Remember Chris Manzi (circled) from this previous post? The print shop owner and his work buddy Willie McPherson won a whopping $14 million in a 2012 Mega Millions jackpot.
But guess what they got each at the end of the day when the check cleared? Do you think they dropped $10,000 in administration or accounting fees?
No, it was far worse...
They received a mere $3.5 million each... losing millions of hard-won dollars in a flash.
Actually Willie got $3.3 million because New York has a higher tax rate than the New Jersey-based Chris Manzi.
But regardless, the amount was a tiny percentage of the advertised jackpot prize.
In another example, the Lohse family won a $202.1 million USA Powerball jackpot last year. The lump-sum payment was $129.8 million, but after taxes and charges they were left with $90.9 million dollars. That’s a difference of over $111 million, lost!
The Lohse family don't seem too worried about losing $111 million after winning $202,100,000.
So what caused that huge drop. And could you experience it too?
Here's 3 ways your winning total could be reduced to a fraction of the advertised payout:
1. Taxes. If you live in a country or state that has taxes, you are obliged to pay them, and the lottery organisers will often take them out first before you get your hands on the prize. In the United States, lottery winnings are subject to federal and local taxes in most states. The IRS takes a 25% withholding tax from any wins over $5,000, but of course large winners will find themselves in a higher tax bracket so the tax from a larger amount can rise a lot. However there are 9 countries in which your winnings are tax-free.
2. Lump sum payouts. Many lotteries give a lesser amount if you take the prize in a lump sum instead of an annuity (payout in yearly instalments). Many winners go for the lump sum. Even though the cash advance is a lower amount, many winners prefer to have the money sitting in their bank. It allows many winners to pay off their debts and make large purchases such as houses.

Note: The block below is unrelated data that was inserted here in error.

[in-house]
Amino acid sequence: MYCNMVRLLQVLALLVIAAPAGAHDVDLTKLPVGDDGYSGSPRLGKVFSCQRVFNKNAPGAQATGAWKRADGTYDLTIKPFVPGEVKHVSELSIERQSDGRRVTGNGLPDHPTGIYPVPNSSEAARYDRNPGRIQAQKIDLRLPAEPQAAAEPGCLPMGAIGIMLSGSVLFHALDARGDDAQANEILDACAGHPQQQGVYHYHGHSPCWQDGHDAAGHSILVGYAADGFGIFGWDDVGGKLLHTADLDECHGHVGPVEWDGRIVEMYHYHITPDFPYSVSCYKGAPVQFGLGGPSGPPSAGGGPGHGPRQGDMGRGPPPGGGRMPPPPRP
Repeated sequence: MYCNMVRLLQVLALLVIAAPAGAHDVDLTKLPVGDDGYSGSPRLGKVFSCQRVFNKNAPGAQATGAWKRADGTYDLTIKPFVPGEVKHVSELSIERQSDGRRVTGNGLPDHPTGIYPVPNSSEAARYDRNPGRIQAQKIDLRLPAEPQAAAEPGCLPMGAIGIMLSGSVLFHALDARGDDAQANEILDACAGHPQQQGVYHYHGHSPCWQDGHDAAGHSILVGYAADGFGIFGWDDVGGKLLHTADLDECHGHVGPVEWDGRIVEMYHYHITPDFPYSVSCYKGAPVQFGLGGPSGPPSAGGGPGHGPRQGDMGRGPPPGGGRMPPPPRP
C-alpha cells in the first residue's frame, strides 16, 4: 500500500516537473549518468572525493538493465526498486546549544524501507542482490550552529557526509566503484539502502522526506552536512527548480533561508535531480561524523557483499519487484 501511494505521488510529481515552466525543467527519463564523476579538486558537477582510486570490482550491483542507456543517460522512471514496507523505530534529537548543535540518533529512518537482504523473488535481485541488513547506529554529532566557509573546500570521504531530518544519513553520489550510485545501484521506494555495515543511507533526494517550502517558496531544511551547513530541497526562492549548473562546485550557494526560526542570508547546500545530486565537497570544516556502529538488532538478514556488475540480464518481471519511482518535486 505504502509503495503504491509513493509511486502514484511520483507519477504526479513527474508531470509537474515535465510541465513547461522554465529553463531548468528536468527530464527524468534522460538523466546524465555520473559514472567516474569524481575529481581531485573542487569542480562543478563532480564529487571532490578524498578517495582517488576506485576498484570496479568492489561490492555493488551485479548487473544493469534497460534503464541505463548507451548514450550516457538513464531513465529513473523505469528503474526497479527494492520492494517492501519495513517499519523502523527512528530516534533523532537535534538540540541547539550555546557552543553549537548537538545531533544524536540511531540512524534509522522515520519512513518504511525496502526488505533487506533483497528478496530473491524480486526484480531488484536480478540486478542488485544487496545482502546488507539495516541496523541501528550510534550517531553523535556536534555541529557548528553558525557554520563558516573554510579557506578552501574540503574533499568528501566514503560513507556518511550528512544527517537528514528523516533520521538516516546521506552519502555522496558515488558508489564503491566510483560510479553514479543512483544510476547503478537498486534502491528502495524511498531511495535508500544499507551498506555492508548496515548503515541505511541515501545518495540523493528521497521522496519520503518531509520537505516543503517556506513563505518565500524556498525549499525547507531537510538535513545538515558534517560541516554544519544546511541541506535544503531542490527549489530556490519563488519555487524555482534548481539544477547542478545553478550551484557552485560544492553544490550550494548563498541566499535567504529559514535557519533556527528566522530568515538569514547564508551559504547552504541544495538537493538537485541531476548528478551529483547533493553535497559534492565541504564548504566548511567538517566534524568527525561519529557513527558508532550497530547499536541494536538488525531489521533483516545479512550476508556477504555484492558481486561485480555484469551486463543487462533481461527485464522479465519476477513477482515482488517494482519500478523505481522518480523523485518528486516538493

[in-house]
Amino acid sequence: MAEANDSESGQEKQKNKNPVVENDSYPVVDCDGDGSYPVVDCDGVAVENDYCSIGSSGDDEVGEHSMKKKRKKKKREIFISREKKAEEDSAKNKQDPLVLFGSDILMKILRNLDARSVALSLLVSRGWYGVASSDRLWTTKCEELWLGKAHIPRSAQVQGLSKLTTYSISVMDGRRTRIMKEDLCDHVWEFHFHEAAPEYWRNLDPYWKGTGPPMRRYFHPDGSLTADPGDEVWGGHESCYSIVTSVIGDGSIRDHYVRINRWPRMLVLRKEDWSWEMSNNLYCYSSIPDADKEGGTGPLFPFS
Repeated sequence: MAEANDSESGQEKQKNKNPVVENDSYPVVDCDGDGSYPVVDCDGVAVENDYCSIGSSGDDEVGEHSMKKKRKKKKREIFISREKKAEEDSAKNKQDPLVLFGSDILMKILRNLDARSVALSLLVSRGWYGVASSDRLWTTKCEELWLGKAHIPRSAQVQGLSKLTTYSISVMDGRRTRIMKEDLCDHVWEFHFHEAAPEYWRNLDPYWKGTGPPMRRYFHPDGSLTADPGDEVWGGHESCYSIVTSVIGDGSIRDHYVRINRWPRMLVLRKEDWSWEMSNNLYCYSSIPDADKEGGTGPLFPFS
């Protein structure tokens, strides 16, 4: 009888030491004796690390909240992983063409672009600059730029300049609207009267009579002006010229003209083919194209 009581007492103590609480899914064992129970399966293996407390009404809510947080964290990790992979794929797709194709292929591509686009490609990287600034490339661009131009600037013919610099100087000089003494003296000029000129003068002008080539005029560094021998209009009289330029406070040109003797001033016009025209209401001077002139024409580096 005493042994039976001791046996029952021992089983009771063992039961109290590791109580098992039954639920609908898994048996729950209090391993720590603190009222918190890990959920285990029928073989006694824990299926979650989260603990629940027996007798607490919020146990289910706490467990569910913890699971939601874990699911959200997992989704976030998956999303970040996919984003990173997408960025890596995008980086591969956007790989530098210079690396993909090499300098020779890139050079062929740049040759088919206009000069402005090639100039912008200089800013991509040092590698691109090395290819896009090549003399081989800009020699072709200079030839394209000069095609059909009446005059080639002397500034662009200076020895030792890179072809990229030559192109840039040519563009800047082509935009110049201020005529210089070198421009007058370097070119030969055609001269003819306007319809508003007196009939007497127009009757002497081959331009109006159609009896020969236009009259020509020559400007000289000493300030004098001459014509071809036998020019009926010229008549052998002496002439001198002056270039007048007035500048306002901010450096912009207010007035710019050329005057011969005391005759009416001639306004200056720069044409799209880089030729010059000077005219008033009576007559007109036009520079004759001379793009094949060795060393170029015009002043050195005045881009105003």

3. Sharing with other players. I'm not talking about sharing with thousands of players in the game itself, but splitting your prize with a partner or family, like the Manzi and McPherson example here. Chris and Willie split their jackpot in half - even though Willie needed to borrow $20 to buy the ticket. (see a Poll on whether you would do this). Sharing the ticket will slash your total win and maybe make it less of use if the amount is low, so think twice before agreeing to a split.
So be aware of the high winning figures that lottery organisations use to draw you in, and check your options.
Read More: Don't Be Fooled By The Jackpot Figure...
Ken, i got your lifetime membership and it has been a great move because i have been winning constantly,, the biggest has been $21600 but a lot of others for $300 and same. So you see i have made it back in a month and the rest is free!! thanks for everything you do,